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With the launch of the iPhone SE, Apple knew it would have a hit on its hands. The diminutive SE matched the power of the iPhone 11 family with the A13 bionic chip, packed into a smaller device at a competitive price. That combination kept overall iPhone sales high as the coronavirus pandemic closed in on the world.
The iPhone SE’s marketing was built around matching performance. There’s very little performance difference here between the SE and the entry-level ‘regular’ iPhone. That’s about to change, as Tim Cook grabs the target market away from the iPhone SE.
When the first iPhone SE was launched in 2016, it was a clear extension of the 2015 generation of handsets, namely the iPhone 6S and 6S Plus. Although it was running the same chipset as the flagship handsets (namely Apple’s A9), it was packaged in design of the previous iteration of iPhone, that of the iPhone 5 and iPhone 5S.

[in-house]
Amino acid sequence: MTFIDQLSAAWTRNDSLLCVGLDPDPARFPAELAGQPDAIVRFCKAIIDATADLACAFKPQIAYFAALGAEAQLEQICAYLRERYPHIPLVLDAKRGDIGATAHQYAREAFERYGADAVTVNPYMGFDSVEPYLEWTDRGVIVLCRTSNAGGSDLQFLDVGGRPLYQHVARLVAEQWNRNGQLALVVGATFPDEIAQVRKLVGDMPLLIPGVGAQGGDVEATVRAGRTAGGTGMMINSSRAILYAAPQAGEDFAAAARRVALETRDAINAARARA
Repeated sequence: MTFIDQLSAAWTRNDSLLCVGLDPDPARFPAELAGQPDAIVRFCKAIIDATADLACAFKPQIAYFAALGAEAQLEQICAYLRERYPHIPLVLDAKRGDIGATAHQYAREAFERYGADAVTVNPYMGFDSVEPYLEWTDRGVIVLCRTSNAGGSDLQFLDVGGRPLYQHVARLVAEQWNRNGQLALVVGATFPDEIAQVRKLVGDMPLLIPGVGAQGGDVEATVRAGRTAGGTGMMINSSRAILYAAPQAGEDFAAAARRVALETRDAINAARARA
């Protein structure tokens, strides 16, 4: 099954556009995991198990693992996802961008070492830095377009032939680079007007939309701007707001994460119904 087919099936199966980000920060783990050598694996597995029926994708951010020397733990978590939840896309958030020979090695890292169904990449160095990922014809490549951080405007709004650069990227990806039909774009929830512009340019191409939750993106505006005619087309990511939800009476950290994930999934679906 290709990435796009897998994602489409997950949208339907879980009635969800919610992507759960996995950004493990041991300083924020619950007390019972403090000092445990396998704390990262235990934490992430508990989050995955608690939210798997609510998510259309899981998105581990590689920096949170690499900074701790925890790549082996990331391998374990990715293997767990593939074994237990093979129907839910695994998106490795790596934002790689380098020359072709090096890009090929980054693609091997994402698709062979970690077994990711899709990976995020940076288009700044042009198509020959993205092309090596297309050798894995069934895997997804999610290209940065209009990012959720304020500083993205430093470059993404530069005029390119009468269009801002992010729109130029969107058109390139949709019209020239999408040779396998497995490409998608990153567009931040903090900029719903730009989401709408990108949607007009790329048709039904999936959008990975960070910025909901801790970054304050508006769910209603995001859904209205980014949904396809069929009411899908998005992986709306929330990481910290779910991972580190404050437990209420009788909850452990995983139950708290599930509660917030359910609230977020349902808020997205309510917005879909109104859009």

When it launched just six months after the 6S and 6S Plus, it matched their specs at a lower price, putting a lot of pressure on the iPhone 6 thanks to its lower price and a focus on it carrying the same power and potential as the other current handsets.
And the iPhone SE was a bit of a success.
The arrival of the iPhone 7 and iPhone 7 Plus saw the September smartphones pull ahead of the iPhone SE, with the key component being the next-generation system on chip, the Apple A10 Fusion. With no major update to the SE in the following year, the budget handset made do with a bump in storage capacity. The iPhone SE retained the same core specs until it was discontinued in September 2018.
Which is where Apple finds itself now.
Following the iPhone 11 launch in September 2019, the second-generation iPhone SE followed six months later. It matched the specs at a lower price, and put a lot of pressure on the iPhone 11 thanks to its lower price and a focus on it…